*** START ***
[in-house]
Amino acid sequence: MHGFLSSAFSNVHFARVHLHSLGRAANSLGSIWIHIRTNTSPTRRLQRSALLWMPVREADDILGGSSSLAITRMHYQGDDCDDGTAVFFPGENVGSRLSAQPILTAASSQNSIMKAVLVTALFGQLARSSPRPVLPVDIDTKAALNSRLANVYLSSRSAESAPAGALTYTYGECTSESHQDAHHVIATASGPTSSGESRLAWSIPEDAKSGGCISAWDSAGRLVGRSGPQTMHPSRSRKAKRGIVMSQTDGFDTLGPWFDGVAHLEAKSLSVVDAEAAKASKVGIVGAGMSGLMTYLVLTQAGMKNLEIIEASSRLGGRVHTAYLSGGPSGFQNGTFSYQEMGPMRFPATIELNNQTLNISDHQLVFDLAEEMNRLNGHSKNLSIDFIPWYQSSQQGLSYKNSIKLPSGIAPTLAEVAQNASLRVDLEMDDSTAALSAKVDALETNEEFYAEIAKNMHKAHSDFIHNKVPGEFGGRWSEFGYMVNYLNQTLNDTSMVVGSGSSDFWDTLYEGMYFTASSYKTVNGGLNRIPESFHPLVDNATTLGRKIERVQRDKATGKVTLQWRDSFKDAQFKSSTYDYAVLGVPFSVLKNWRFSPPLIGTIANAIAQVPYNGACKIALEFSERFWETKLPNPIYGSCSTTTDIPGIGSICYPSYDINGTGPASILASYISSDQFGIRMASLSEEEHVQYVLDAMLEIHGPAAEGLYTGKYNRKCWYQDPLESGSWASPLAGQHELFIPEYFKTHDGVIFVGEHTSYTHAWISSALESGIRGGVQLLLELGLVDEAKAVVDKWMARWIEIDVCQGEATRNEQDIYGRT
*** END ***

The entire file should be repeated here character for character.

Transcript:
[in-house]
Amino acid sequence: MHGFLSSAFSNVHFARVHLHSLGRAANSLGSIWIHIRTNTSPTRRLQRSALLWMPVREADDILGGSSSLAITRMHYQGDDCDDGTAVFFPGENVGSRLSAQPILTAASSQNSIMKAVLVTALFGQLARSSPRPVLPVDIDTKAALNSRLANVYLSSRSAESAPAGALTYTYGECTSESHQDAHHVIATASGPTSSGESRLAWSIPEDAKSGGCISAWDSAGRLVGRSGPQTMHPSRSRKAKRGIVMSQTDGFDTLGPWFDGVAHLEAKSLSVVDAEAAKASKVGIVGAGMSGLMTYLVLTQAGMKNLEIIEASSRLGGRVHTAYLSGGPSGFQNGTFSYQEMGPMRFPATIELNNQTLNISDHQLVFDLAEEMNRLNGHSKNLSIDFIPWYQSSQQGLSYKNSIKLPSGIAPTLAEVAQNASLRVDLEMDDSTAALSAKVDALETNEEFYAEIAKNMHKAHSDFIHNKVPGEFGGRWSEFGYMVNYLNQTLNDTSMVVGSGSSDFWDTLYEGMYFTASSYKTVNGGLNRIPESFHPLVDNATTLGRKIERVQRDKATGKVTLQWRDSFKDAQFKSSTYDYAVLGVPFSVLKNWRFSPPLIGTIANAIAQVPYNGACKIALEFSERFWETKLPNPIYGSCSTTTDIPGIGSICYPSYDINGTGPASILASYISSDQFGIRMASLSEEEHVQYVLDAMLEIHGPAAEGLYTGKYNRKCWYQDPLESGSWASPLAGQHELFIPEYFKTHDGVIFVGEHTSYTHAWISSALESGIRGGVQLLLELGLVDEAKAVVDKWMARWIEIDVCQGEATRNEQDIYGRT